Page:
XRP Lawsuit: Ripple Case Heads Closer To Conclusion As ‘Summary Judgement’ Is Filed

September 20, 2022 10:00 pm Comments

Right now in the lawsuit between Ripple and the SEC, both parties have now called for the judge to make an immediate ruling to determine whether or not XRP is considered a security.

The motions were filed by each party and were both submitted for judgement in the U.S. District Court Southern District of New York.

This is great news because summary judgements are usually only made when a party thinks that there is already enough proof to make a ruling.

The fact that both parties were willing to call for a summary judgement indicates to speculators that the lawsuit may possibly soon be reaching a conclusion.

CoinTelegraph reports:

Both parties have called on Judge Analisa Torres to make an immediate ruling as to whether Ripple’s XRP sales violated U.S. securities laws.

Ripple has argued that the SEC has run out of answers to prove XRP sales constituted an “investment contract,” while the SEC has held strong on its beliefs that it does.

Ripple CEO Brad Garlinghouse, in a Twitter post on Saturday, said the filings made it clear that the SEC “isn’t interested in applying the law.”

“They want to remake it all in an impermissible effort to expand their jurisdiction far beyond the authority granted to them by Congress,” he said.

Meanwhile, Ripple general counsel Stuart Alderoty noted that “after two years of litigation,” the SEC is “unable to identify any contract for investment” and “cannot satisfy a single prong of the Supreme Court Howey test.”

Ripple’s summary judgement essentially states that there were no contractual obligations between the company and the owners of XRP tokens.

Because of this, the SEC has no reason to makes its claim that XRP is a security and that the SEC’s claim is basically like an open-ended assertion of jurisdiction without any real evidence.

As for what the SEC’s motion for summary judgement contains, the SEC is arguing that it is still possible to have an “investment contract” without actually having a contract which is why it thinks the XRP is a security.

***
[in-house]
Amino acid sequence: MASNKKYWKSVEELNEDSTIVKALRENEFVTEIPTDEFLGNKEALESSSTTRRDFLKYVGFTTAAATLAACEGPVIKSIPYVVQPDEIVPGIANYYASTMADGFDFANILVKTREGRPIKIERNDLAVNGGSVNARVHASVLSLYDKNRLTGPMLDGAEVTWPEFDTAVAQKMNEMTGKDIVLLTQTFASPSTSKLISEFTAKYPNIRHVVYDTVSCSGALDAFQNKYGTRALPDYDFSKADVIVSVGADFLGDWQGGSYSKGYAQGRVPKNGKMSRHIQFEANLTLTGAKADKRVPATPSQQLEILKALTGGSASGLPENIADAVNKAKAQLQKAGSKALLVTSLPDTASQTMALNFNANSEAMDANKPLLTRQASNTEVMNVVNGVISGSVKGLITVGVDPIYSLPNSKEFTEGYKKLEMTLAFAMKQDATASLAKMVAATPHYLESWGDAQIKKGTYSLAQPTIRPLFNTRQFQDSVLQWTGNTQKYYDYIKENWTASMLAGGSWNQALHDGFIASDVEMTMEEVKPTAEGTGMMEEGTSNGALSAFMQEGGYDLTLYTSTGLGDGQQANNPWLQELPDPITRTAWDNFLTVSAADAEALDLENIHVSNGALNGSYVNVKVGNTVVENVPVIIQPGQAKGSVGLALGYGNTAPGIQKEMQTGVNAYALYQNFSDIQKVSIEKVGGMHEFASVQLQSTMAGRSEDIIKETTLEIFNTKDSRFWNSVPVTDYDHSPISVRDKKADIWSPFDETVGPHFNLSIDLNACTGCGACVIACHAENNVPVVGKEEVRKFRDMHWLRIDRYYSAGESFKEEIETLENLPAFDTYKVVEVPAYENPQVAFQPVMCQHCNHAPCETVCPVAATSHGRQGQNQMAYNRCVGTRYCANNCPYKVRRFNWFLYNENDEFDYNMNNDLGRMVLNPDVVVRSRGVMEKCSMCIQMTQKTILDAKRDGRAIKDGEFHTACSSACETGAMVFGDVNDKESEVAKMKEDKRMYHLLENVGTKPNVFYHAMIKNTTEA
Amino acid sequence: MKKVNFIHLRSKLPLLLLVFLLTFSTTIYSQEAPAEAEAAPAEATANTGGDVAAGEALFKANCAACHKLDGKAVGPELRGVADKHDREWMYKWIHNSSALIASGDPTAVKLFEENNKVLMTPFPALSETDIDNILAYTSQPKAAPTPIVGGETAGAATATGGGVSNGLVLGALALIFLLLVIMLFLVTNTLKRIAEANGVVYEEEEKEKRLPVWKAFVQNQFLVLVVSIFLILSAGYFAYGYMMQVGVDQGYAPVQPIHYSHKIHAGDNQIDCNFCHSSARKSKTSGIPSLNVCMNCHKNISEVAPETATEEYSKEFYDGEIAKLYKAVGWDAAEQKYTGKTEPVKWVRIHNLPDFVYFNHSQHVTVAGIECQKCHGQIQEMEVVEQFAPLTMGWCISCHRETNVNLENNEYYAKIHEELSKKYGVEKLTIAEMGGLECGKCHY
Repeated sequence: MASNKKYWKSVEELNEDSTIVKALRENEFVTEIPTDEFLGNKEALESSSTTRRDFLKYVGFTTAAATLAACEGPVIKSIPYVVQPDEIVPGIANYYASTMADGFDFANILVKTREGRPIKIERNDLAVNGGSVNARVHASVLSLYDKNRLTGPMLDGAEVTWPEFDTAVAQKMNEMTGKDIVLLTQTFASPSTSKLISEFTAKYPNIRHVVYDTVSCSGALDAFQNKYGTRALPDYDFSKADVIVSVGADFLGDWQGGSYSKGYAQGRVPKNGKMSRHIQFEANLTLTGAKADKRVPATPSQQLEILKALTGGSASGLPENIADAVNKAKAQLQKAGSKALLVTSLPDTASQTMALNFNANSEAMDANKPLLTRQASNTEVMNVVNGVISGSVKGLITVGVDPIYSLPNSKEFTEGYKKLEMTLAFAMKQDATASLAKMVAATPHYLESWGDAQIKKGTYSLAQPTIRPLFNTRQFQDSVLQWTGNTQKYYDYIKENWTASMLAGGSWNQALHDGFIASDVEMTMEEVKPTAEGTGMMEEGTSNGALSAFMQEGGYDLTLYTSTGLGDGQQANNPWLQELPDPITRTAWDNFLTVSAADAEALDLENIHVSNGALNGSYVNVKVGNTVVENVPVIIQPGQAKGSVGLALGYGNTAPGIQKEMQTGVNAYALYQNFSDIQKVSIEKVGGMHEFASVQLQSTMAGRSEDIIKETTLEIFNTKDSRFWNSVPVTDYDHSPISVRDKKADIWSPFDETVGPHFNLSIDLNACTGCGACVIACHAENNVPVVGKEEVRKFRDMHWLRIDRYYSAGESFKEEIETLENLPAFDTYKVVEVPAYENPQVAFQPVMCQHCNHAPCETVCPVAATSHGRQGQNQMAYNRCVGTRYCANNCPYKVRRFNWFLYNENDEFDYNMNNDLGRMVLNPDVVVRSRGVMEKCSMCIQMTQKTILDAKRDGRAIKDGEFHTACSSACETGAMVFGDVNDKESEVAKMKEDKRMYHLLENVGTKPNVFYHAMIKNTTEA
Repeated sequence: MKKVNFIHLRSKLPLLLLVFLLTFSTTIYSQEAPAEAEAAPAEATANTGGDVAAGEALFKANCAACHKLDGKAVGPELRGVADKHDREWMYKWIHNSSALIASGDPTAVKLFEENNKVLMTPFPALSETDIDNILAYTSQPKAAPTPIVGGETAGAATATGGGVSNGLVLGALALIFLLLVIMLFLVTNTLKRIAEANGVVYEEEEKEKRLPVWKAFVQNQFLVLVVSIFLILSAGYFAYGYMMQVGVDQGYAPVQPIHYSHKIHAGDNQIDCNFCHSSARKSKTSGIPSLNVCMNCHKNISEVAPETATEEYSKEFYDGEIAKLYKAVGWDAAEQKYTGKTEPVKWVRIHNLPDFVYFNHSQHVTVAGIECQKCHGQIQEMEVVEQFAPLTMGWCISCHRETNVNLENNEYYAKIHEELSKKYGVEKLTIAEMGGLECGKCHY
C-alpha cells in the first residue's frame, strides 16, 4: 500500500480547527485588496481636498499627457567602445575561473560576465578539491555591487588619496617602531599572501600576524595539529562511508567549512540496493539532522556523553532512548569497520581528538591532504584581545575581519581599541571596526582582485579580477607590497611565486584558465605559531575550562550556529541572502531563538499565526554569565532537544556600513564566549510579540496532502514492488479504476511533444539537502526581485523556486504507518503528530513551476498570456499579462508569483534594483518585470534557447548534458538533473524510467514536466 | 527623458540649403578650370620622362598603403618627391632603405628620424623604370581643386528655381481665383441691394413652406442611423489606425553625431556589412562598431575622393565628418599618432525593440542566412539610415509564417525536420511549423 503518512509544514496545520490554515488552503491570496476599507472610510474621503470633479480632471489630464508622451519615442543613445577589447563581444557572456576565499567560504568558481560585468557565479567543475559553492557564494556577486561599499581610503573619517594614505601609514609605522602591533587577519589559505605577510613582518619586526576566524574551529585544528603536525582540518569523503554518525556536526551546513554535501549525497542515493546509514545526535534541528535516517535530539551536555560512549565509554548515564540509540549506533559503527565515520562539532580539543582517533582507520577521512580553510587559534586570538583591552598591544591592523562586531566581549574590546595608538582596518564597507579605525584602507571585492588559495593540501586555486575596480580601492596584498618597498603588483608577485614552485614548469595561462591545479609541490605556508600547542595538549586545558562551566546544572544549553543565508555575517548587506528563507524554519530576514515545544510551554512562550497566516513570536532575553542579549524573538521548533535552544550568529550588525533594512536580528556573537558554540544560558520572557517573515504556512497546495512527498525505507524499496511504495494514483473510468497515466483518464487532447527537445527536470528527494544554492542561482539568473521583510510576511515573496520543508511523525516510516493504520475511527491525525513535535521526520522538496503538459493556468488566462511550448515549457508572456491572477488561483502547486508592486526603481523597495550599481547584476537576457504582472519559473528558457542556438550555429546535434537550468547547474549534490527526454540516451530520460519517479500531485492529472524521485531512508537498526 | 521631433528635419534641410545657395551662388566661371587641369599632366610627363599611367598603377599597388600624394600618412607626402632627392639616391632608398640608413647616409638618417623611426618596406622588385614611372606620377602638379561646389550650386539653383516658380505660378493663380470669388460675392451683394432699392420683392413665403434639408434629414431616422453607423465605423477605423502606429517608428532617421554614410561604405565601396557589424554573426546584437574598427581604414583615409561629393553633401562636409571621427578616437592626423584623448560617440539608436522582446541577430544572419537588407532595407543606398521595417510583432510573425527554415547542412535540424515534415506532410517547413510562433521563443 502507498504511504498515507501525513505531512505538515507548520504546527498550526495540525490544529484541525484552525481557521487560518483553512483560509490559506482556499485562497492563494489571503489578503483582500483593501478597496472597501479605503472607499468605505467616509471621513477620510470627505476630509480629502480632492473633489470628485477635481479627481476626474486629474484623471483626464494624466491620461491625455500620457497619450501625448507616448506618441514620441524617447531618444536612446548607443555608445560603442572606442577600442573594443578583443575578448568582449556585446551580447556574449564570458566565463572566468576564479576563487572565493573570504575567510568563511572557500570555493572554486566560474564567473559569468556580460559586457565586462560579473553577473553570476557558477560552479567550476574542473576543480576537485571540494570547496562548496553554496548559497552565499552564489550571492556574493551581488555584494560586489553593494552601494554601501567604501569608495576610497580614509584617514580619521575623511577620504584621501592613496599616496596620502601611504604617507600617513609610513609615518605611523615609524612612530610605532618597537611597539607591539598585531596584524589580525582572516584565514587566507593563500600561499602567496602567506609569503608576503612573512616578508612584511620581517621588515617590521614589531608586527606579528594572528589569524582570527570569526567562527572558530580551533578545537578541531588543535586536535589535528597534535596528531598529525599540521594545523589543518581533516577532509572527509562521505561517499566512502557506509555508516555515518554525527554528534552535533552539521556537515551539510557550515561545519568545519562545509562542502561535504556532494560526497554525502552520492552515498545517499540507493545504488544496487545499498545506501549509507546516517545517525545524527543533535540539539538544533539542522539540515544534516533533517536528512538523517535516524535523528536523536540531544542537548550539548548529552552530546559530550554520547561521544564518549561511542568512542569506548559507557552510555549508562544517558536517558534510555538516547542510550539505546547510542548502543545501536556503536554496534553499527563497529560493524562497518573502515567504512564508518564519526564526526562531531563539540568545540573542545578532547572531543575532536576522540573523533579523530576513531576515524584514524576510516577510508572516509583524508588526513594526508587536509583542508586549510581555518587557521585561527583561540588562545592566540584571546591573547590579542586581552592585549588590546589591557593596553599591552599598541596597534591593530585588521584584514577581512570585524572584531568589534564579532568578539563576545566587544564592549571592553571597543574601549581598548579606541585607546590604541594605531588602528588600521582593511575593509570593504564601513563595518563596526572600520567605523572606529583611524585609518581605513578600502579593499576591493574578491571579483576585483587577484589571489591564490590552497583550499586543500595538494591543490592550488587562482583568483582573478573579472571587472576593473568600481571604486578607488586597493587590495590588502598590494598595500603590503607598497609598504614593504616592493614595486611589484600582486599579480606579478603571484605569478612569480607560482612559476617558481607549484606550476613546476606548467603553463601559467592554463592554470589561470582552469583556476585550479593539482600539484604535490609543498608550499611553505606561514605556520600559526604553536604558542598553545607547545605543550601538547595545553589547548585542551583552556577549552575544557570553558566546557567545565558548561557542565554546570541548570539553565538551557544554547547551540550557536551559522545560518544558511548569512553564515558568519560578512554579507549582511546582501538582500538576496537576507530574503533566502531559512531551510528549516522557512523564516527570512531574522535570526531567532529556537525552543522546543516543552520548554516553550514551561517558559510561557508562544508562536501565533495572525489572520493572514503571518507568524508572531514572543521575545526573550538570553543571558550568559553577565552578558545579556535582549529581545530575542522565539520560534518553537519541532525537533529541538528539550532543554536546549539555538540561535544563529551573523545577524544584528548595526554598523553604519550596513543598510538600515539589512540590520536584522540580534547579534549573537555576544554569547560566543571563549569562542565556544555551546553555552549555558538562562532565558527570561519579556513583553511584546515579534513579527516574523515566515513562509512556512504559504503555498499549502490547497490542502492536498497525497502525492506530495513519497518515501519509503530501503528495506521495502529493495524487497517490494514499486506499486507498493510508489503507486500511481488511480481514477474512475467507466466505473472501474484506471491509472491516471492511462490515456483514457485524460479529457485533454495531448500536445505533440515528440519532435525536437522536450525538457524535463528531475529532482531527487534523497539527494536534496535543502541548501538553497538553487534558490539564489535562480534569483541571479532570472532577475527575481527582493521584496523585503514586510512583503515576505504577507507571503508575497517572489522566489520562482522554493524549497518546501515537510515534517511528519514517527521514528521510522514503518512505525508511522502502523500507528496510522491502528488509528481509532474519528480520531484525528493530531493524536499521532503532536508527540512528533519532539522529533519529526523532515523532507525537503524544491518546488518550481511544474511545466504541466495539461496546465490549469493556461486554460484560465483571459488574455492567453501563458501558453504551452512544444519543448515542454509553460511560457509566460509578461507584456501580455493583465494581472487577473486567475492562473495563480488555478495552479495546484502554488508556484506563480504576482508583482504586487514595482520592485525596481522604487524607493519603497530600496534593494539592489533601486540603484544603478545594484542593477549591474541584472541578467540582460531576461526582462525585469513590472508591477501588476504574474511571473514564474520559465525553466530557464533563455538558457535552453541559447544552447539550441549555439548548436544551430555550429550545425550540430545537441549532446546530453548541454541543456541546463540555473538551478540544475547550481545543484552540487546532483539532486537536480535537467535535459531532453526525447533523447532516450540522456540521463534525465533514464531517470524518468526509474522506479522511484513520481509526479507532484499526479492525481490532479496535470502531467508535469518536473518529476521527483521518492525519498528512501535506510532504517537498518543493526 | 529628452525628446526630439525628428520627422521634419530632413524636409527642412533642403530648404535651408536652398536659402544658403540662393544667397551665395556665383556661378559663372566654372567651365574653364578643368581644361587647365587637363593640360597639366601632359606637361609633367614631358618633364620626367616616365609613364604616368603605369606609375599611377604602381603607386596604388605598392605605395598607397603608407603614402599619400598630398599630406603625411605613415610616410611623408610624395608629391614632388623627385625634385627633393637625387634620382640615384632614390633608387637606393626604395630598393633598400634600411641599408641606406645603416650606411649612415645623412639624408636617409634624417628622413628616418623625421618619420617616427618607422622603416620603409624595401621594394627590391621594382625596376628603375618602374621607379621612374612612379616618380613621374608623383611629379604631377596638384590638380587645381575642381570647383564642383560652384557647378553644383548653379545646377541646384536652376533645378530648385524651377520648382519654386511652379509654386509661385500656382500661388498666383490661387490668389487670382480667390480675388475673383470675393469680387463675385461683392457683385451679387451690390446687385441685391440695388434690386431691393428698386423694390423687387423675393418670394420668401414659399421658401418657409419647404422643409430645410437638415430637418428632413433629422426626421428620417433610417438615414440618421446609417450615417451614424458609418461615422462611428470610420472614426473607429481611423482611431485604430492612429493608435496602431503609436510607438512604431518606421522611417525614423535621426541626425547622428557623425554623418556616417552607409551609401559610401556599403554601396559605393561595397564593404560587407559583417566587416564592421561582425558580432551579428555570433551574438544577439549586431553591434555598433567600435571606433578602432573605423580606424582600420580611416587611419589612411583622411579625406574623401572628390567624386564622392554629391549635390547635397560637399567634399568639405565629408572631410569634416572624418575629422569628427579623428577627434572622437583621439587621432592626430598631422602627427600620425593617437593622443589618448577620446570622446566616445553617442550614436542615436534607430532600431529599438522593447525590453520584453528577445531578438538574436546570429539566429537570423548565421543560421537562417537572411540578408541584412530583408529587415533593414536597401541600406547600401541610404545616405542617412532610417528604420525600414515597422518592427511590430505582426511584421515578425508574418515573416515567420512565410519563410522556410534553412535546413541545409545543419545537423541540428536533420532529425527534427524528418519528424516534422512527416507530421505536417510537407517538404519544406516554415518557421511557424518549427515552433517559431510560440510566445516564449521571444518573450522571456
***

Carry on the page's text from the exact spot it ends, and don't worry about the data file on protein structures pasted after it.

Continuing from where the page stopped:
Of course, Ripple responded to that motion because the Howey test cannot be applied to such a principle which means it holds no legal ground.

CoinTelegraph concludes:

Ripple instead pointed to profits coming from “market forces of supply and demand,” something that the SEC “conceded,” according to the Ripple motion.

The significance of this admission was highlighted by U.S. Attorney Jeremy Hogan in a Saturday post on Twitter, stating that “these concessions are perfect for a summary judgment.”

The filing of the Ripple and SEC motions brought about mostly positive sentiment from the XRP community, with one Twitter user believing “the end is near:”

The motion for summary judgment comes nearly two years after the SEC sued Ripple, former CEO Christian Larsen and current CEO Brad Garlinghouse in Dec. 2020 for allegedly raising $1.3 billion through unregistered securities sales through XRP.

If the court executes the summary judgment, the court ruling will have a profound impact on determining which cryptocurrencies constitute a security under U.S. securities laws.

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